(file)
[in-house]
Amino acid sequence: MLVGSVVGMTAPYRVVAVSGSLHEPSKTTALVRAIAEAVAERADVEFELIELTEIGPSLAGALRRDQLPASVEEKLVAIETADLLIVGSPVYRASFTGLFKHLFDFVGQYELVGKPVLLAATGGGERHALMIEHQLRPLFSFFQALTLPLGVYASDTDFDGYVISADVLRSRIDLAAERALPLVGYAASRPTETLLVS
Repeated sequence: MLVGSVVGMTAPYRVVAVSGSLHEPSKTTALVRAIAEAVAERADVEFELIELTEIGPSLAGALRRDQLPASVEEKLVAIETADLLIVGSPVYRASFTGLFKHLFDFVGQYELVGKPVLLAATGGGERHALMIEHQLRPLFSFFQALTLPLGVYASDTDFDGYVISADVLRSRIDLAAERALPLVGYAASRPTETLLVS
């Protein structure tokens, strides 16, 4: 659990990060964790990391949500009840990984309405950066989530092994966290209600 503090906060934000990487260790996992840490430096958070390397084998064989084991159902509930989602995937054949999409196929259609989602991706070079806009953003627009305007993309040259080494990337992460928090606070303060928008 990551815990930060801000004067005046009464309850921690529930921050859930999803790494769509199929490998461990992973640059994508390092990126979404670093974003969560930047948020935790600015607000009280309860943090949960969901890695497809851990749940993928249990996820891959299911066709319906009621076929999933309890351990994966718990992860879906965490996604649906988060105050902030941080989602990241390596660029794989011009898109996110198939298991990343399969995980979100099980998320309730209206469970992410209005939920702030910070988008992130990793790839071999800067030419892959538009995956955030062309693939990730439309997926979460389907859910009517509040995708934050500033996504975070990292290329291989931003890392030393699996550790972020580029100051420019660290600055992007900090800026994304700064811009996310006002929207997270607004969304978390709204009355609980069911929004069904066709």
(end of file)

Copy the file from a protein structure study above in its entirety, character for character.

[in-house]
Amino acid sequence: MLVGSVVGMTAPYRVVAVSGSLHEPSKTTALVRAIAEAVAERADVEFELIELTEIGPSLAGALRRDQLPASVEEKLVAIETADLLIVGSPVYRASFTGLFKHLFDFVGQYELVGKPVLLAATGGGERHALMIEHQLRPLFSFFQALTLPLGVYASDTDFDGYVISADVLRSRIDLAAERALPLVGYAASRPTETLLVS
Repeated sequence: MLVGSVVGMTAPYRVVAVSGSLHEPSKTTALVRAIAEAVAERADVEFELIELTEIGPSLAGALRRDQLPASVEEKLVAIETADLLIVGSPVYRASFTGLFKHLFDFVGQYELVGKPVLLAATGGGERHALMIEHQLRPLFSFFQALTLPLGVYASDTDFDGYVISADVLRSRIDLAAERALPLVGYAASRPTETLLVS
């Protein structure tokens, strides 16, 4: 659990990060964790990391949500009840990984309405950066989530092994966290209600 503090906060934000990487260790996992840490430096958070390397084998064989084991159902509930989602995937054949999409196929259609989602991706070079806009953003627009305007993309040259080494990337992460928090606070303060928008 990551815990930060801000004067005046009464309850921690529930921050859930999803790494769509199929490998461990992973640059994508390092990126979404670093974003969560930047948020935790600015607000009280309860943090949960969901890695497809851990749940993928249990996820891959299911066709319906009621076929999933309890351990994966718990992860879906965490996604649906988060105050902030941080989602990241390596660029794989011009898109996110198939298991990343399969995980979100099980998320309730209206469970992410209005939920702030910070988008992130990793790839071999800067030419892959538009995956955030062309693939990730439309997926979460389907859910009517509040995708934050500033996504975070990292290329291989931003890392030393699996550790972020580029100051420019660290600055992007900090800026994304700064811009996310006002929207997270607004969304978390709204009355609980069911929004069904066709």